The Land is a playground unlike any other. Located in North Wales, this patch of land looks like it could be a trash heap. With piles of tires, old mattresses, puddles, and wooden pallets it is heaven to the exploring child. How things have changed that in this day of micromanaging our children, we have to build such a lot where children are free to engage in risky play.

Peter Gray, author of the blog “Freedom to Learn” has written extensively about risky play. He says we adults do a great disservice to children by managing their play.

We deprive children of free, risky play, ostensibly to protect them from danger, but in the process we set them up for mental breakdowns.  Children are designed by nature to teach themselves emotional resilience by playing in risky, emotion-inducing ways.  In the long run, we endanger them far more by preventing such play than by allowing it. And, we deprive them of fun.

Ellen Sandseter, a professor of early-childhood education at Queen Maud University College in Trondheim identifies the most important element of risky play is “exploring alone.” As adults we can recapture that sense of adventure by taking on our own projects.

I don’t think I’ll be exploring any construction sites, but I can pick out a new box of charcoal and a big pad of newsprint. I can scribble or copy or draw from life. It can get messy. Is it risky? Sure it is…. but that’s the topic of another blog post.

Go Play Then and Now (Day 9)

The original “Go Play Project” was meant to be taken literally:

As in Go Play the piano.

My intention was to get over my fear of “not being good enough” and get rid of a sort of self-indulgent perfectionism that comes from years of being told that your work is never done. There would always be that finger that thumped a little to loudly at the end of a phrase or that introspective moment that wasn’t quite ethereal enough, or the octave passage that was ever so slightly labored. By recording one piece a week for a year I was determined to just “put it out there” warts and all. Some pieces were more polished but others were fresh and less than perfect. I suppose I was trying to capture the spontaneity that comes naturally to those lucky enough to be comfortable with the art of improvisation. .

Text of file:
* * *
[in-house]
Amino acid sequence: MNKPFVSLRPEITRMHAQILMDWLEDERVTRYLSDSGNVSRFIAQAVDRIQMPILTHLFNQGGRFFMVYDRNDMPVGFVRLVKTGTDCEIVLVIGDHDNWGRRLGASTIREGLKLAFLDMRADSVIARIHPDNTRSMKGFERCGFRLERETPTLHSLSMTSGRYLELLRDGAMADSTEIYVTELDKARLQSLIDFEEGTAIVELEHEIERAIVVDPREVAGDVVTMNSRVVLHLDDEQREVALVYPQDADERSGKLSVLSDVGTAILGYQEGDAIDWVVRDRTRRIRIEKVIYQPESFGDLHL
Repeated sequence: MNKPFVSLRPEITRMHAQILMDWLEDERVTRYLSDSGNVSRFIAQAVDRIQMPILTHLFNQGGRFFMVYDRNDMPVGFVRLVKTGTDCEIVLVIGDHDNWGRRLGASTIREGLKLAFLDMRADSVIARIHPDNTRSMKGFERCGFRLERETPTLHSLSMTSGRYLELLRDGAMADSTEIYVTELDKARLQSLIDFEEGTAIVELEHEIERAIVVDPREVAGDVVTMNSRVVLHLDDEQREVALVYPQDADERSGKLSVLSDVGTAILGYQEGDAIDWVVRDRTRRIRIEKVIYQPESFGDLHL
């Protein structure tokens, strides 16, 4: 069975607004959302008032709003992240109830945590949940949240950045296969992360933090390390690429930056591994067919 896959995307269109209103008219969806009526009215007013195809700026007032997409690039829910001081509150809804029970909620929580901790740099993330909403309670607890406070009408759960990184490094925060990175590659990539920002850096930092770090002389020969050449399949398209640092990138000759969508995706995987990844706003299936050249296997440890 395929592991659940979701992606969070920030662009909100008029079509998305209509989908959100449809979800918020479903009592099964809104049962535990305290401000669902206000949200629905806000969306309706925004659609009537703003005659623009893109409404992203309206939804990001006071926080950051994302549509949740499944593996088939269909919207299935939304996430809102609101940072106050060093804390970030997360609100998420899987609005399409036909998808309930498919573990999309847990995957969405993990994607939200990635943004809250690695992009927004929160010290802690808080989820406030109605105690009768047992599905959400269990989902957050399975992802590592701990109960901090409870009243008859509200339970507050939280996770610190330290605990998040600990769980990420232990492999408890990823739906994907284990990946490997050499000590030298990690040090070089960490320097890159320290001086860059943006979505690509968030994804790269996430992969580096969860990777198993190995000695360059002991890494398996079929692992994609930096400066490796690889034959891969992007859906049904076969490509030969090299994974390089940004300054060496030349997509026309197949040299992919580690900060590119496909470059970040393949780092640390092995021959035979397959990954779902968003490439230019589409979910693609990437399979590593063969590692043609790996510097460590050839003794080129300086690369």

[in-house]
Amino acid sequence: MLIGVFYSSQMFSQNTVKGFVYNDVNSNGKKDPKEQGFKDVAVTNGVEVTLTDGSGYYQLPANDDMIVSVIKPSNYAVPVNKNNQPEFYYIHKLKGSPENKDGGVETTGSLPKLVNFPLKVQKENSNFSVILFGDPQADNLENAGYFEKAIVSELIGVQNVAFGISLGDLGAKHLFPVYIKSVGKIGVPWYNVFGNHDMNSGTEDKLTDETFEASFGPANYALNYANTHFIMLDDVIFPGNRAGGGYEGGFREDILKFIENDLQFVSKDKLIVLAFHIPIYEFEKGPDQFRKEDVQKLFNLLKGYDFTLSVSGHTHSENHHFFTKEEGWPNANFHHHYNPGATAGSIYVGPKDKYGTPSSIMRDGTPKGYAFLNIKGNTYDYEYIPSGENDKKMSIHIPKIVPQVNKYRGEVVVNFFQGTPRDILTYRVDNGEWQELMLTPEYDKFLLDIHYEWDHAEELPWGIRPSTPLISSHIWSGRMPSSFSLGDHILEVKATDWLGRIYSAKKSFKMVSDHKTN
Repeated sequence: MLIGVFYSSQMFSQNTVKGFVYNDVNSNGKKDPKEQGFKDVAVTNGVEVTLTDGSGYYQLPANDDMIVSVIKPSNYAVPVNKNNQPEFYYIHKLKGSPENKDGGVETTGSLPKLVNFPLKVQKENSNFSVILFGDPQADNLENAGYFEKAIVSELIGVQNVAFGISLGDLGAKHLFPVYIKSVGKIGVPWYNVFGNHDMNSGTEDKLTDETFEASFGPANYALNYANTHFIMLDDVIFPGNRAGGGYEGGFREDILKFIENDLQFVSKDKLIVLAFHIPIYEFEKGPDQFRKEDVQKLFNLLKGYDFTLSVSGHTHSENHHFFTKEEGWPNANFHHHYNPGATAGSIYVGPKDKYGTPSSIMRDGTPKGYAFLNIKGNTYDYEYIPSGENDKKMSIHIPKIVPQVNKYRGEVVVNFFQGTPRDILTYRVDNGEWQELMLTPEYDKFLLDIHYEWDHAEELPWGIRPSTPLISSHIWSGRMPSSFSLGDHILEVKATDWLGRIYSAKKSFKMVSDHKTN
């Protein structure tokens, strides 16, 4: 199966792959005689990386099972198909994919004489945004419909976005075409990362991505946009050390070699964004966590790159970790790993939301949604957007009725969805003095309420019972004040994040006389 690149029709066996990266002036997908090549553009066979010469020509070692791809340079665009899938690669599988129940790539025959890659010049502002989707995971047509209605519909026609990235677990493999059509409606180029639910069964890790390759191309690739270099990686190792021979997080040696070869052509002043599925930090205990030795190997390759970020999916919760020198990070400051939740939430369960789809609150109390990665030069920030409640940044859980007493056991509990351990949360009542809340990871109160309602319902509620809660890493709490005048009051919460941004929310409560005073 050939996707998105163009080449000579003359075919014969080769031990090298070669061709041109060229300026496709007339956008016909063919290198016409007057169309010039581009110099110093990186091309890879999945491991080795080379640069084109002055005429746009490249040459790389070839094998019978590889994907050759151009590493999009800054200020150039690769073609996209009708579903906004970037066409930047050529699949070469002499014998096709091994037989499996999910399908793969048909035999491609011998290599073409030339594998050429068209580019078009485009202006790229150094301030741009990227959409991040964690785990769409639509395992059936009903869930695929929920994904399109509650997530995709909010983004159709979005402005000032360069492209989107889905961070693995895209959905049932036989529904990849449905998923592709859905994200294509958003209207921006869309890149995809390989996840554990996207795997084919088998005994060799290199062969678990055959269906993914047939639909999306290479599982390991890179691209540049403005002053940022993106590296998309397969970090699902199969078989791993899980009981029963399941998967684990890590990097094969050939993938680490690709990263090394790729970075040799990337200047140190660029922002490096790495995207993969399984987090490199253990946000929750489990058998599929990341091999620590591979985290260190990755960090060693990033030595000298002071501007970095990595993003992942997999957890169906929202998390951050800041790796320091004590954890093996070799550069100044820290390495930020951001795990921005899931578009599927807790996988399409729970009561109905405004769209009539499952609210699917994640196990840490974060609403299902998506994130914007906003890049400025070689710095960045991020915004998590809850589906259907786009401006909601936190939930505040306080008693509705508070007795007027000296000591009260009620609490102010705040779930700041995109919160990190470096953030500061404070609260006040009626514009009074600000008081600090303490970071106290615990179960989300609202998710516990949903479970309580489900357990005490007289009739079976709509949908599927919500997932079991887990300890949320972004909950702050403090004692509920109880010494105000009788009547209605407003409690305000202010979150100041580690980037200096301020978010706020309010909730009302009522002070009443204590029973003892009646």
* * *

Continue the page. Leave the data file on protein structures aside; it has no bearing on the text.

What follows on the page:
One of the unexpected consequences was that I began to feel a little bit braver about other creative endeavors.

The idea for this month’s Go Play Project came to me out of the blue. I am not an artist. I’ve never doodled. I’m not crafty. As a kid I don’t remember coloring books. So of course I was surprised that I found myself drooling over paper and charcoal at A.C. Moore. I really don’t know what made me turn the corner on this and declare that this August was the month I’d start drawing, but whatever it was, it’s working and I’m having a blast.

With some coaching from my kids (two of them are art students) and some paper and charcoal  from A.C. Moore, I’m starting to feel at home with getting messy and drawing quickly to meet the daily deadline.

So here is Day 9: my first attempt at 15-second gesture drawing.  I captured my daughter in this pose.

Gesture Drawing

Gesture Drawing